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Julie van der Hoop


How Data-Powered 3D Printers Will Change Manufacturing

Machine learning can optimize hardware to increase printing speeds and improve resolution

Published: Monday, October 30, 2023 - 11:02

We’re all familiar with photos of Ford’s production lines in 1920. But would we recognize them today? As part of a broader trend referred to as “Industry 4.0,” systems in many factories have modernized considerably in recent years. This digitization of the manufacturing sector aims to apply emerging technologies—such as cloud computing, smart automation, IoT devices, digital inventories, and data analytics—to use data to help engineers make better decisions, improve factory processes, and ultimately require less human oversight.

At the center of the factory’s shift toward digital is additive manufacturing (AM), known colloquially as 3D printing, which enables the core suite of Industry 4.0 technologies to be directly applied to the process of fabrication itself. 3D printers have come a long way from their humble beginnings as rapid prototyping machines and gimmick factories for novelty items. They’ve evolved not just into machines that fabricate high-performance parts for airplanes, but into data collection hubs that gather massive quantities of information about how different parts are built during the fabrication process.

Similar to how autonomous vehicles collect and apply data to continuously improve a car’s ability to drive, connected 3D printers can use collected data for artificial intelligence-powered automation. During each print job, 3D printers produce large quantities of data that are sent to and stored in the cloud. The print job data—ripe for AI, machine learning, and automation-based product features—can then be fed to algorithms, which printers and users can access through the cloud. Among other things, these data help businesses make decisions about what parts to print and how best to print them, while improving the quality of print jobs.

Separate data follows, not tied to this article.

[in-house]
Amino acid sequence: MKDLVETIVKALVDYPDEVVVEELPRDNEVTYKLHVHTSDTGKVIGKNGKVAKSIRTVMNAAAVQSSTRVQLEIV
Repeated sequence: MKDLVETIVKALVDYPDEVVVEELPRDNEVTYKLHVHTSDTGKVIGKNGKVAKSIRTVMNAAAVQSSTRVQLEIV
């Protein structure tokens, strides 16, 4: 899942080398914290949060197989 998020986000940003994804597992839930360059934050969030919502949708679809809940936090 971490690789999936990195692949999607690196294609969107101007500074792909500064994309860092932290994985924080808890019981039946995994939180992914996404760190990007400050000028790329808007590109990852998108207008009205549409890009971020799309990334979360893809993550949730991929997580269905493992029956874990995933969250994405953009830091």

AI steps in

With the current state of manufacturing technology, AI can take a hardware problem and offer a software solution. Machine learning can optimize hardware, automatically enhancing 3D printers through software updates to increase printing speeds and improve resolution. AI can help businesses determine which parts, when produced in-house through additive manufacturing, will have the biggest effect on their bottom line. It can also connect to digital catalogs of existing parts and detect which specific parts are the best candidates to be printed through various AM techniques.